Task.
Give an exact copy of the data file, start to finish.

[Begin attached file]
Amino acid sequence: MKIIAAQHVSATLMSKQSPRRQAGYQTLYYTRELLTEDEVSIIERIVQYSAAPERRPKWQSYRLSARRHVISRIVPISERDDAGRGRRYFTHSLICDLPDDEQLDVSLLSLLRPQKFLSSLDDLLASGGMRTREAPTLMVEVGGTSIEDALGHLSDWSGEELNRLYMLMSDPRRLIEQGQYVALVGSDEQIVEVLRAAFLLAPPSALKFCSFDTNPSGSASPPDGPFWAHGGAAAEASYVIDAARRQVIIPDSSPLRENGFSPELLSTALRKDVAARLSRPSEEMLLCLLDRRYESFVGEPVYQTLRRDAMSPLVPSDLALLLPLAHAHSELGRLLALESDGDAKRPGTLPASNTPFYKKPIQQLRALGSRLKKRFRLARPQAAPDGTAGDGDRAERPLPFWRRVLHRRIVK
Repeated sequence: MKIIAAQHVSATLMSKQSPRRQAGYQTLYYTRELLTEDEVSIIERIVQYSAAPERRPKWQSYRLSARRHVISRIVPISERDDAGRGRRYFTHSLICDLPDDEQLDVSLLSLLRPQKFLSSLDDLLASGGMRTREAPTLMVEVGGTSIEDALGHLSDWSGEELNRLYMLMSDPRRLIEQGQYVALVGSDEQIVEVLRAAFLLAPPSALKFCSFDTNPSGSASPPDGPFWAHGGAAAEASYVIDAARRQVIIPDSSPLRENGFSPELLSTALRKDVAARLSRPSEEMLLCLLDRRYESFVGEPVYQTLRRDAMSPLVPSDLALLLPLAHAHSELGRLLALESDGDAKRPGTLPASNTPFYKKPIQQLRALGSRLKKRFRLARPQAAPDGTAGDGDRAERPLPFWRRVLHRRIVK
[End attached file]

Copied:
Amino acid sequence: MKIIAAQHVSATLMSKQSPRRQAGYQTLYYTRELLTEDEVSIIERIVQYSAAPERRPKWQSYRLSARRHVISRIVPISERDDAGRGRRYFTHSLICDLPDDEQLDVSLLSLLRPQKFLSSLDDLLASGGMRTREAPTLMVEVGGTSIEDALGHLSDWSGEELNRLYMLMSDPRRLIEQGQYVALVGSDEQIVEVLRAAFLLAPPSALKFCSFDTNPSGSASPPDGPFWAHGGAAAEASYVIDAARRQVIIPDSSPLRENGFSPELLSTALRKDVAARLSRPSEEMLLCLLDRRYESFVGEPVYQTLRRDAMSPLVPSDLALLLPLAHAHSELGRLLALESDGDAKRPGTLPASNTPFYKKPIQQLRALGSRLKKRFRLARPQAAPDGTAGDGDRAERPLPFWRRVLHRRIVK
Repeated sequence: MKIIAAQHVSATLMSKQSPRRQAGYQTLYYTRELLTEDEVSIIERIVQYSAAPERRPKWQSYRLSARRHVISRIVPISERDDAGRGRRYFTHSLICDLPDDEQLDVSLLSLLRPQKFLSSLDDLLASGGMRTREAPTLMVEVGGTSIEDALGHLSDWSGEELNRLYMLMSDPRRLIEQGQYVALVGSDEQIVEVLRAAFLLAPPSALKFCSFDTNPSGSASPPDGPFWAHGGAAAEASYVIDAARRQVIIPDSSPLRENGFSPELLSTALRKDVAARLSRPSEEMLLCLLDRRYESFVGEPVYQTLRRDAMSPLVPSDLALLLPLAHAHSELGRLLALESDGDAKRPGTLPASNTPFYKKPIQQLRALGSRLKKRFRLARPQAAPDGTAGDGDRAERPLPFWRRVLHRRIVK